Editing your own work is always a challenge. It’s easy to read over typos because your brain tends to see what it expects. You also have your own writing style, which of course will seem natural to you, even if it has something fundamentally unclear that a reader will trip over.
One way to help overcome these obstacles is to read your story aloud. You can tell more easily if the flow of the words is natural, often discovering a better way to arrange them. If nothing else, read the dialog out loud, which helps determine whether or not it sounds authentic.
Know when to hold ’em, know when to fold ’em…
That phrase from the Kenny Rogers’s song, “The Gambler,” came to mind the other day and reminded me of how difficult it can be to edit your own work. As authors we tend to be attached to our own words, especially when we say something really clever. Yet sometimes, it really does nothing for the story other than to slow it down.
It requires a high level of objectivity to cut something out of your own work. It isn’t easy and for some, it’s impossible. Sometimes letting your work sit for a while so you can go back and see it as a reader would works. If you absolutely can’t do it, hire someone. Just make sure they know what they’re doing. I know too many people who have been ripped off by editors who really didn’t do a proper job.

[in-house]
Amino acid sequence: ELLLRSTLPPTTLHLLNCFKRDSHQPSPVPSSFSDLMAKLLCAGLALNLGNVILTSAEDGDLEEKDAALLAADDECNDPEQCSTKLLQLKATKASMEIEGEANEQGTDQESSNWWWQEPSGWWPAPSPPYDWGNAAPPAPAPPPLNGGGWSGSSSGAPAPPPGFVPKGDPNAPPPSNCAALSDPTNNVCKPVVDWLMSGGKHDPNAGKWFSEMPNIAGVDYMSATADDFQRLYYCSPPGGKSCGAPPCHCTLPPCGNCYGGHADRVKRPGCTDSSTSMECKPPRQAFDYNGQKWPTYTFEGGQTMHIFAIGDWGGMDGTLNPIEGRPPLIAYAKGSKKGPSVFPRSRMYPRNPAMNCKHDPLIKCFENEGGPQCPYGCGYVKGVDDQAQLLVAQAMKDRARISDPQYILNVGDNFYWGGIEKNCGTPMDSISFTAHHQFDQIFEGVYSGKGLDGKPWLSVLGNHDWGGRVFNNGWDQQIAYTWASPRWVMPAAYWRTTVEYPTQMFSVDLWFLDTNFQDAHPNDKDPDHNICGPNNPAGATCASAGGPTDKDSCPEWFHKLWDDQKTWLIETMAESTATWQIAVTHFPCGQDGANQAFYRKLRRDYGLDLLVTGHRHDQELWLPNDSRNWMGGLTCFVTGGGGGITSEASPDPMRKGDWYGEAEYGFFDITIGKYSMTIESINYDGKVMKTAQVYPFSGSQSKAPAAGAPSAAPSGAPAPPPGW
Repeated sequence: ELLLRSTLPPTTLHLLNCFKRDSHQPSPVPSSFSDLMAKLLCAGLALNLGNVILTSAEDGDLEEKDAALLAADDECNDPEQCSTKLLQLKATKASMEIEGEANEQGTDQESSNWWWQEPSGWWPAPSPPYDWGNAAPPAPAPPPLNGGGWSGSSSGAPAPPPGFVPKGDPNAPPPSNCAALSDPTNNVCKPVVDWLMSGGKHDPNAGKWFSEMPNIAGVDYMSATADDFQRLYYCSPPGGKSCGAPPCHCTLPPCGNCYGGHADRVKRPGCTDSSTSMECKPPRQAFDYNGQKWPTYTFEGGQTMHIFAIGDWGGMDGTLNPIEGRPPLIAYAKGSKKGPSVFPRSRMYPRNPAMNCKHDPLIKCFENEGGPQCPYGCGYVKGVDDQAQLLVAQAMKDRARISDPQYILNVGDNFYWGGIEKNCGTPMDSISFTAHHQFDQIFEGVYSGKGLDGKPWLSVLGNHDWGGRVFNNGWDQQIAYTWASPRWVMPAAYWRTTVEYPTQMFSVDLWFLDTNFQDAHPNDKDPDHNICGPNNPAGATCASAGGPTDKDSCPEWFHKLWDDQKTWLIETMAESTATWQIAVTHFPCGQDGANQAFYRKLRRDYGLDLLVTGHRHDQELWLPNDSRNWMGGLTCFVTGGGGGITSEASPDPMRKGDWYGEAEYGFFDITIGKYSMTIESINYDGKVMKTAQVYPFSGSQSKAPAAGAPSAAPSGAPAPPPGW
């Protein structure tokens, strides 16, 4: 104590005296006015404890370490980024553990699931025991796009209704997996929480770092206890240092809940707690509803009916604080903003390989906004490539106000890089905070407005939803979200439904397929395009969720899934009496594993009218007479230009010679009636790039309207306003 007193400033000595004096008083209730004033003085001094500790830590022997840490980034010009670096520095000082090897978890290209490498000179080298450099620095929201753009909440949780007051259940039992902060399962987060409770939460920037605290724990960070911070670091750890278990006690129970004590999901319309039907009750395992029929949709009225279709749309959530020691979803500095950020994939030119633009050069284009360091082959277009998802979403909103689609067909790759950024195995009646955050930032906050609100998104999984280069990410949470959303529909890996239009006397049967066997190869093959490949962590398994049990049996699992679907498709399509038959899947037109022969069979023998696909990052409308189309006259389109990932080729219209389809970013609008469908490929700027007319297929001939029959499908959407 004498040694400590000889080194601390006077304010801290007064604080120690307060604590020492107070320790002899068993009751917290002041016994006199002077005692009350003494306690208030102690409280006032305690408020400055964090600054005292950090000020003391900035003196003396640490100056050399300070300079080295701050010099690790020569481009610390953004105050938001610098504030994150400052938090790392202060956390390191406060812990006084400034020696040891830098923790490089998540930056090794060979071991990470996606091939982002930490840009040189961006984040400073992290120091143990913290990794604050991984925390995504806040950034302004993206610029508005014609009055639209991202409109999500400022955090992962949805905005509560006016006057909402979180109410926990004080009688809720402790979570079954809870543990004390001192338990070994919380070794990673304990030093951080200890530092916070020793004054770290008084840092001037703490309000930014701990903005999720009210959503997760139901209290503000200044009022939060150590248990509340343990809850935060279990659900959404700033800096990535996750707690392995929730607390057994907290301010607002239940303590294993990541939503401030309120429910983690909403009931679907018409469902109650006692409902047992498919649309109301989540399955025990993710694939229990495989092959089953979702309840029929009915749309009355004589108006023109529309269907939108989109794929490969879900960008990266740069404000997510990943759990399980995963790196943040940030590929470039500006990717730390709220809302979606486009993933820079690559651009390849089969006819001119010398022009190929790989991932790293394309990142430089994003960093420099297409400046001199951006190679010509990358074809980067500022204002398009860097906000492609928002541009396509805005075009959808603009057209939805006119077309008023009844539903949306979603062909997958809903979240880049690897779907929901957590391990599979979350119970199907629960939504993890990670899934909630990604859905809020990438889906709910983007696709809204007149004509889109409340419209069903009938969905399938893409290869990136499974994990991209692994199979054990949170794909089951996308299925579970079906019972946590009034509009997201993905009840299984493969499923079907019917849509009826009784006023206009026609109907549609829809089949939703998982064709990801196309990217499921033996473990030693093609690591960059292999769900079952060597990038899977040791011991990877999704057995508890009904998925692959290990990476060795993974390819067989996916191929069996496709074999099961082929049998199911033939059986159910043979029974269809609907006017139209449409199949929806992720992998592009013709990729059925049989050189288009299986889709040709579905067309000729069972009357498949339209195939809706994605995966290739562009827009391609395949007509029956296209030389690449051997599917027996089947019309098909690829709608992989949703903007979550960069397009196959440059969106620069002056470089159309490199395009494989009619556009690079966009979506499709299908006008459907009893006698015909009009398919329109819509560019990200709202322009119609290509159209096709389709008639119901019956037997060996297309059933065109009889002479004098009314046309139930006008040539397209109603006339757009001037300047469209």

Remember that there are several kinds of editors, i.e. copy editors, line editors, and content editors, to name a few. If your work requires all three, but is only reviewed for one or the other, it will still have problems.
Editing is essential, but it’s extremely difficult to edit your own work. Letting your work rest as long as possible before revising and/or editing helps view it more objectively. If you absolutely can’t afford an editor, arrange a beta exchange with another author, preferably one who’s seasoned, not just someone who will praise your work. Make sure both of you are skilled enough to do the job and clarify your expectations.